Docstoc

the journey

Document Sample
the journey Powered By Docstoc
					By Roger Simon; Angie Cannon          The journey

No matter how early Julius Streicher left his tenement on Monday mornings--and being a grocer,
he left early--he could never awaken before his wife, Christine, who was already up and doing the
laundry. Monday was laundry day across the nation in 1900, and although there was no law
requiring it--this was America, not the old country! You could do what you wanted without some
policeman on a horse hitting you on the head with a sword!--social convention was not casually
flouted. It was a point of pride to have the laundry done before breakfast on Mondays, and on the
Lower East Side of New York women would race to get their newly washed clothes out drying on
the line first, a proud flag of achievement. At 253 E. 10th Street, a five-story, red-brick walk-up
that's still occupied today and from the outside looks largely as it did in 1900, the Streichers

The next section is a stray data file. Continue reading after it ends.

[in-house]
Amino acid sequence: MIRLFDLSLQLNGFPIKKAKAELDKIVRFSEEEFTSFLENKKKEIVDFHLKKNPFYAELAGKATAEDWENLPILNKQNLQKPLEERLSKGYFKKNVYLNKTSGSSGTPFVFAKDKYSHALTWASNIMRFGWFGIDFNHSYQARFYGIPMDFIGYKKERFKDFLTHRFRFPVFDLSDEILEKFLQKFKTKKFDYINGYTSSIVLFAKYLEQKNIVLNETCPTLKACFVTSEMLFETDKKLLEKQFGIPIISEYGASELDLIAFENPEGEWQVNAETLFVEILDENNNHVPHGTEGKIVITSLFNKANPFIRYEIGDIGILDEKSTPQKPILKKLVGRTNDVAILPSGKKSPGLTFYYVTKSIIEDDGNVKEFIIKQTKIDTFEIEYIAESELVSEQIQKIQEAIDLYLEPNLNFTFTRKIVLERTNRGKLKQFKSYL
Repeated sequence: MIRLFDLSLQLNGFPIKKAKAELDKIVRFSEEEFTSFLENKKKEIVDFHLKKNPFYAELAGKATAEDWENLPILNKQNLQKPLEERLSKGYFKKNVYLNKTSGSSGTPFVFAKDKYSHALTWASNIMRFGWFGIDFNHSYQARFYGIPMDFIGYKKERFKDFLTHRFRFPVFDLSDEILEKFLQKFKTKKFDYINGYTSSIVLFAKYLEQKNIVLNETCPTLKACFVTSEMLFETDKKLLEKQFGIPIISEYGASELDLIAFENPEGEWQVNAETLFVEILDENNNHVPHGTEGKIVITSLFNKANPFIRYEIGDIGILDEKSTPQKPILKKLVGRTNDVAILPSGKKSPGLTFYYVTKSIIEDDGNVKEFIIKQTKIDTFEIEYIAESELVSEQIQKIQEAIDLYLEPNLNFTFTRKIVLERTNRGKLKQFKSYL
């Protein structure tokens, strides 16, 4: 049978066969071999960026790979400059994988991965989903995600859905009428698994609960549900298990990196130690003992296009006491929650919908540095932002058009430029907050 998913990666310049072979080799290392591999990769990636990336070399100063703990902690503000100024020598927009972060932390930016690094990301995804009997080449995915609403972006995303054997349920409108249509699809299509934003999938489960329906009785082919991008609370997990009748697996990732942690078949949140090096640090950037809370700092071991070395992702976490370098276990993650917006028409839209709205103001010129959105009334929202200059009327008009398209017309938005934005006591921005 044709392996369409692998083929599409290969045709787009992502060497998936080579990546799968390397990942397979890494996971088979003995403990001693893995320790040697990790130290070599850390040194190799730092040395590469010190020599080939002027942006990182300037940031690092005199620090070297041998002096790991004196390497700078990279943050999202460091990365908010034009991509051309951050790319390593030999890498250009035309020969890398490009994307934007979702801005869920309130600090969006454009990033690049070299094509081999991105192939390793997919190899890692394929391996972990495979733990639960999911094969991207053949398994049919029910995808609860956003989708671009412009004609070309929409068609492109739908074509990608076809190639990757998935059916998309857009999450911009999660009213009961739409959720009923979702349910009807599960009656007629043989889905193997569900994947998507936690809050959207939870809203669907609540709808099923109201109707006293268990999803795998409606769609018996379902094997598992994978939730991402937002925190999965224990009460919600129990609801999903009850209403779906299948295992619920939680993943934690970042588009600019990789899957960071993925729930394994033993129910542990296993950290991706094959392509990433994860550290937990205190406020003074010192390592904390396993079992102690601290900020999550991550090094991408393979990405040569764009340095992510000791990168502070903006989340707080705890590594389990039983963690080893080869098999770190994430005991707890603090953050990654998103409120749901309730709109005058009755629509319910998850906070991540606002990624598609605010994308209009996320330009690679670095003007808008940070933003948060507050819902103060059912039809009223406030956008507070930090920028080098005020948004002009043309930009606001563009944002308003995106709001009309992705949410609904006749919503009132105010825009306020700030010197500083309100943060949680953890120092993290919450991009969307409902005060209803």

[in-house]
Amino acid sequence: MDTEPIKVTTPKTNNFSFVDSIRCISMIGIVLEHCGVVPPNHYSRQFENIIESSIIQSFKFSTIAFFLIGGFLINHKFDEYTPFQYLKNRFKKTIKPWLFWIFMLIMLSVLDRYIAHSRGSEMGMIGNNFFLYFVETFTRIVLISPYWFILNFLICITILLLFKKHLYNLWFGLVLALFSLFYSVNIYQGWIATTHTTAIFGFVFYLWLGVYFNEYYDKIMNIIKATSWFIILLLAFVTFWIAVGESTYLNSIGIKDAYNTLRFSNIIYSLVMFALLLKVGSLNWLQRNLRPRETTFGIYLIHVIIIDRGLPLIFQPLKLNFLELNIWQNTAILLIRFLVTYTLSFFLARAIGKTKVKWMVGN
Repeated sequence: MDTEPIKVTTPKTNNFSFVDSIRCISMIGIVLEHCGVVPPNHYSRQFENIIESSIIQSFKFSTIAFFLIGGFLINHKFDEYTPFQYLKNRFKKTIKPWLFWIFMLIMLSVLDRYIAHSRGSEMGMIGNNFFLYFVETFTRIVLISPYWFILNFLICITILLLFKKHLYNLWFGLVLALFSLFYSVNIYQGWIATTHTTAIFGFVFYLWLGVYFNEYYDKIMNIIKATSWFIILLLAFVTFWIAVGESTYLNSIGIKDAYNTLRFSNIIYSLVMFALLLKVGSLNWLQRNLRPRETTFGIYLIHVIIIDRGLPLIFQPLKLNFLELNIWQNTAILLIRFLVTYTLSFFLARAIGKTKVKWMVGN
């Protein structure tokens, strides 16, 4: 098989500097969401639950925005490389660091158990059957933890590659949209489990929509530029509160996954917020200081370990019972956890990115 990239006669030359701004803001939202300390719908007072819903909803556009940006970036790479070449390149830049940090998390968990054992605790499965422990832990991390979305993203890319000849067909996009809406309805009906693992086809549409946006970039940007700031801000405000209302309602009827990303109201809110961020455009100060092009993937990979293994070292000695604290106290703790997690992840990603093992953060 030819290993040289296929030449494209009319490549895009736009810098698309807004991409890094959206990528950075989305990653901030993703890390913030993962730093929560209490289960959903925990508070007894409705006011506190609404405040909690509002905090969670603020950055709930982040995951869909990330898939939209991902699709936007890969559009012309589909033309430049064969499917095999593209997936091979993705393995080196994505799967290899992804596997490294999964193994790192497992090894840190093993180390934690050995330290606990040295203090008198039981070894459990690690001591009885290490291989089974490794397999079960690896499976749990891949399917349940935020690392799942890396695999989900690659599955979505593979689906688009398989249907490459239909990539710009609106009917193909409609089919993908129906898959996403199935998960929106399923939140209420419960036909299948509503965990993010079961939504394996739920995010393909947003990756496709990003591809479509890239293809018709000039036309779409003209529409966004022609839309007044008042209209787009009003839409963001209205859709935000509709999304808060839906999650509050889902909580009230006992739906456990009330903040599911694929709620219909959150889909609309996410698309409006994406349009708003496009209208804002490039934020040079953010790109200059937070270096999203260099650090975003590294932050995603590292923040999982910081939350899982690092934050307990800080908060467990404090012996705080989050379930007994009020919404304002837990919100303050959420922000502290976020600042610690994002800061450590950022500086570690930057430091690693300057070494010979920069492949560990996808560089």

probably occupied one of the apartments fronting on 10th Street. And so Christine may have
strung her laundry between their apartment window and the black iron fire escape that runs
directly down the front of the building.

To people without running water, gas, or electricity in their homes (and this included most
people), doing the laundry was the most dreaded household task in turn-of-the-century America.
Writers of household advice urged women not to attempt it alone, but as Julius, 39, and Christine,
33, had been so far blessed only with 6-year-old Eliza, there was little
Christine could do until she had the money to hire a washerwoman or use the commercial laundry
across the street, one of the very first luxuries even immigrants of limited means were willing to
spend their hard-earned money on. The reasons were obvious if you had ever done laundry: You
started around 4 a.m., after the clothes had been left to soak Sunday night. A wash, a boiling, and
a rinse could use about 50 gallons of water, which weighed 400 pounds and had to be lugged
from somewhere. (In cities, it could come from barrels filled by water wagons, from hydrants or
city water mains.) The finer wash was done first. It was soaked, rubbed against a washboard,
wrung out--a task requiring real strength, considering the weight of wet sheets, tablecloths, and
heavy men's clothes. It was rubbed with soap and placed in a boiler, after which the dirty spots